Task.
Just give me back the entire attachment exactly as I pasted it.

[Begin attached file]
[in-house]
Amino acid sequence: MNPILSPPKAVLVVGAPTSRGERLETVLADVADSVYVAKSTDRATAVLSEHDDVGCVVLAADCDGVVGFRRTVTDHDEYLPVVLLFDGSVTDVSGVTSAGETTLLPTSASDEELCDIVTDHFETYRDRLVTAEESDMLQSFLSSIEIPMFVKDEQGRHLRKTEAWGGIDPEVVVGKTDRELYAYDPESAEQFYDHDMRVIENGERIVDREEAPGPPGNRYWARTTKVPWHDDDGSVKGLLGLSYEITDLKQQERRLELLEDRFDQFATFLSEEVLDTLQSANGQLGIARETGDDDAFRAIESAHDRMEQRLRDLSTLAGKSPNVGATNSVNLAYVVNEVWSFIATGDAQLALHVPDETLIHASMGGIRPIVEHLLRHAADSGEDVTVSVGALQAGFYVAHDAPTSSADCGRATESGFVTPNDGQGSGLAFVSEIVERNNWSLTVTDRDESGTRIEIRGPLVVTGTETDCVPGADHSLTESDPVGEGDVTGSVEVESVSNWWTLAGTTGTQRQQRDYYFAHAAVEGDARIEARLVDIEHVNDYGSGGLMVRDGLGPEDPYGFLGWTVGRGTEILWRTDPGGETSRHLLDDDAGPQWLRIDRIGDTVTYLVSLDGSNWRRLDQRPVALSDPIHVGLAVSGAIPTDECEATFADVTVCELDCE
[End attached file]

[in-house]
Amino acid sequence: MNPILSPPKAVLVVGAPTSRGERLETVLADVADSVYVAKSTDRATAVLSEHDDVGCVVLAADCDGVVGFRRTVTDHDEYLPVVLLFDGSVTDVSGVTSAGETTLLPTSASDEELCDIVTDHFETYRDRLVTAEESDMLQSFLSSIEIPMFVKDEQGRHLRKTEAWGGIDPEVVVGKTDRELYAYDPESAEQFYDHDMRVIENGERIVDREEAPGPPGNRYWARTTKVPWHDDDGSVKGLLGLSYEITDLKQQERRLELLEDRFDQFATFLSEEVLDTLQSANGQLGIARETGDDDAFRAIESAHDRMEQRLRDLSTLAGKSPNVGATNSVNLAYVVNEVWSFIATGDAQLALHVPDETLIHASMGGIRPIVEHLLRHAADSGEDVTVSVGALQAGFYVAHDAPTSSADCGRATESGFVTPNDGQGSGLAFVSEIVERNNWSLTVTDRDESGTRIEIRGPLVVTGTETDCVPGADHSLTESDPVGEGDVTGSVEVESVSNWWTLAGTTGTQRQQRDYYFAHAAVEGDARIEARLVDIEHVNDYGSGGLMVRDGLGPEDPYGFLGWTVGRGTEILWRTDPGGETSRHLLDDDAGPQWLRIDRIGDTVTYLVSLDGSNWRRLDQRPVALSDPIHVGLAVSGAIPTDECEATFADVTVCELDCE